The central part of the city is thickly populated with old mansions, and very few contemporary buildings spoil the picture. Yaroslavl boasts a beautiful embankment, which is currently being restored for the millennium celebrations. On summer weekends, the embankment is crammed with locals who come to walk, roller-skate and ride bikes. Another unique feature of the embankment is its popularity with wedding parties; you meet them everywhere as they pose for pictures against the Volga background or just stroll. It seems that half the city is getting married.
As for souvenirs, we can recommend ceramic tiles produced by local craftsmen and featuring fairytale scenes and symbols of Old Russia. The tiles make very decorative wall hangings.
It takes six hours to get from Moscow to Nizhny Novgorod by train. A boat trip will be longer, at least two days, but it is certainly worthwhile. You will see the incredibly beautiful spot where the Oka River flows into the Volga, a fitting location for the Byzantine style Alexander Nevsky Church. From the river terminal, visitors have to climb to see the local Kremlin, built in 1511. Unlike the Moscow Kremlin, this one can be roamed freely and you can walk a whole day here. Indeed, the city center invites strolling.
Take a walk along Pokrovskaya Street, a pedestrian thoroughfare stretching for more than a kilometer and lined with ornate old mansions, housing cafes and shops on the ground floors. It is a real pleasure to walk here. There are also several observation platforms affording breathtaking views of the Volga. In fact, the city owes its wonderful views to Emperor Nicolas I, who visited twice. It is thanks to him, or rather to his carriage becoming stuck in the mud that neatly paved streets were built to facilitate entry into the upper, central part of Nizhny Novgorod. The tsar also ordered turning the city's face towards the river, which gave it its stately appearance.
In those times, Nizhny Novgorod was called "Russia's pocket" due to its famous fair, with its annual turnover estimated at a whopping 150 million rubles, or half Russia's trade volume in the 19th century. Rubles were far more valuable than now, with a house available for 10 rubles.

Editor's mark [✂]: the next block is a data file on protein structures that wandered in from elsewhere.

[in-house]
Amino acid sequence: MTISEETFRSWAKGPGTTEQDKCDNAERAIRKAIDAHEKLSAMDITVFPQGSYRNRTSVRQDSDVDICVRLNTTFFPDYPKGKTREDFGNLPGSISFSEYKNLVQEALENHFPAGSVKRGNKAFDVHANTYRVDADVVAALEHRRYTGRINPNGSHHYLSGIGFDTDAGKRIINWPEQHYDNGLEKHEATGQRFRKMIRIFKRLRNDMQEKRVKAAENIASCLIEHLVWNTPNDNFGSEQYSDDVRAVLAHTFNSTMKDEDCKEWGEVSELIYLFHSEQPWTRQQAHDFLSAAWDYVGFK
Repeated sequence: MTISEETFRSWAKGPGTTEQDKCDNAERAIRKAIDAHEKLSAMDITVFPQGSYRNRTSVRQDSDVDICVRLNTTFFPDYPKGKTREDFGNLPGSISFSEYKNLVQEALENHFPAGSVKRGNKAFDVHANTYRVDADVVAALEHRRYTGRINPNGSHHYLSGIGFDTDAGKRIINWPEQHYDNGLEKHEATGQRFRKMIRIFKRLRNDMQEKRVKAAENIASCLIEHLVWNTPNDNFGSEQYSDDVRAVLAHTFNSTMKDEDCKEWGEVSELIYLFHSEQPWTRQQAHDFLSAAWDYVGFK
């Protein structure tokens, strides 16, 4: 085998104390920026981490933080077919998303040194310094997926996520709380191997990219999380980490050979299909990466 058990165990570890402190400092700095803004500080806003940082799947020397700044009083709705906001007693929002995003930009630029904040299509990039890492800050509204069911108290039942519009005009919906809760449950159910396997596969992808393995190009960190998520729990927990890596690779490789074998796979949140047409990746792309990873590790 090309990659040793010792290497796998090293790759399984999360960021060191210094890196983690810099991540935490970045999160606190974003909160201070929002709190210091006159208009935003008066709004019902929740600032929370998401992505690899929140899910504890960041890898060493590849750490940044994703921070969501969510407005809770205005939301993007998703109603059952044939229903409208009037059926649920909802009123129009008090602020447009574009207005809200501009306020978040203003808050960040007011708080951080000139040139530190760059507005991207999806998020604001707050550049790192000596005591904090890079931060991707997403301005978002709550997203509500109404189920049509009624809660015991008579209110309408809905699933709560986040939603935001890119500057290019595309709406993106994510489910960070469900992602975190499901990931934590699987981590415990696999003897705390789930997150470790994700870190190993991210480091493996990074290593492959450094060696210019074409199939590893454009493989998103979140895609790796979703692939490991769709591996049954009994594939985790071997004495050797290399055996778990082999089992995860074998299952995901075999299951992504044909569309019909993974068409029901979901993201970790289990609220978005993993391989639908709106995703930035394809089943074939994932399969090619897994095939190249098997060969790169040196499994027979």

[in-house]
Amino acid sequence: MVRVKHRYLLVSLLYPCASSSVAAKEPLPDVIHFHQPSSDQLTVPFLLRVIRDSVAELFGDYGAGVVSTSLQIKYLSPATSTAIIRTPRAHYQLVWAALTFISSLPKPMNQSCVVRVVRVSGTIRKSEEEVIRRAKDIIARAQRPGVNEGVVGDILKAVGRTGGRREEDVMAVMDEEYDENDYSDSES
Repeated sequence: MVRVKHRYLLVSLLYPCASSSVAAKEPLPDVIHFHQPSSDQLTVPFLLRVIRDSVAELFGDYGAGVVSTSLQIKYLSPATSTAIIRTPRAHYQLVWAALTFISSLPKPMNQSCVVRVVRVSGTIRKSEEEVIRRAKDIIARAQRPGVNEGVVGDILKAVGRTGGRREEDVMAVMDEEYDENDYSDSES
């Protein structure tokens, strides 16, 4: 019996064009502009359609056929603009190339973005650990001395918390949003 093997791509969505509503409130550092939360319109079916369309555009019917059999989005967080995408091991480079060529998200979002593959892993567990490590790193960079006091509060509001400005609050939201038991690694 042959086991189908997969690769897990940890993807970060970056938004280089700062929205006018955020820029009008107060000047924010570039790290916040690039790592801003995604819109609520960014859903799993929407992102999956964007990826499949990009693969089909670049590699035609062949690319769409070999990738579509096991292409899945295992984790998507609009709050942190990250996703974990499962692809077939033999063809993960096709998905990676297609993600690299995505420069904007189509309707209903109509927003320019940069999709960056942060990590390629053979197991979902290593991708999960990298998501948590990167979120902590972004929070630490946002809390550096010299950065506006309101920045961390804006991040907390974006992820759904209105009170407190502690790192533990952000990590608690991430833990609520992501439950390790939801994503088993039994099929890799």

Local merchants were surrounded with legends. Once they raised 250,000 rubles to help Afghan colleagues who lost their merchandise in a fire, asking for no other guarantee than a word of honor. A year later the Afghans repaid the loan: a merchant's word was worth more than promissory notes.
Nizhny Novgorod is famous for its khokhloma tradition. Gaily painted red, black and gold wooden items are considered typical Russian souvenirs, along with matryoshkas. Given the use of lead based paint, these implements should not be used in cooking but they make excellent decorations.
Kazan was annexed by Tsar Ivan the Terrible in the mid-16th century. Since that time two religions, Orthodox Christianity and Islam, have coexisted peacefully here. Tatarstan offers a shining example of religious tolerance, with Russian-language services available in mosques and Tatar services in churches. Why quarrel, just choose what you like best. The city also has a Kremlin which, unlike its Moscow and Nizhny Novgorod counterparts, is white in color and built from white local limestone. Inside the Kremlin stands the elaborately decorated Kul Sharif mosque. This is the main Muslim center of worship not just in Kazan, but in the whole of Tatarstan and for the whole of Russia's Tatar diaspora. Legend says that its architecture - a cupola with four minarets - inspired the designers of Moscow's St. Basil Cathedral, which was built to commemorate Kazan's accession. The Kul Sharif complex also houses the Islamic Culture Museum and a museum of ancient manuscripts. The mosque itself is decorated with stained glass featuring all the 99 names of Allah. Though this is a working mosque, it is open to tourists, including women. Not far away stands the Orthodox Cathedral of Annunciation. Its first version was built under Ivan the Terrible.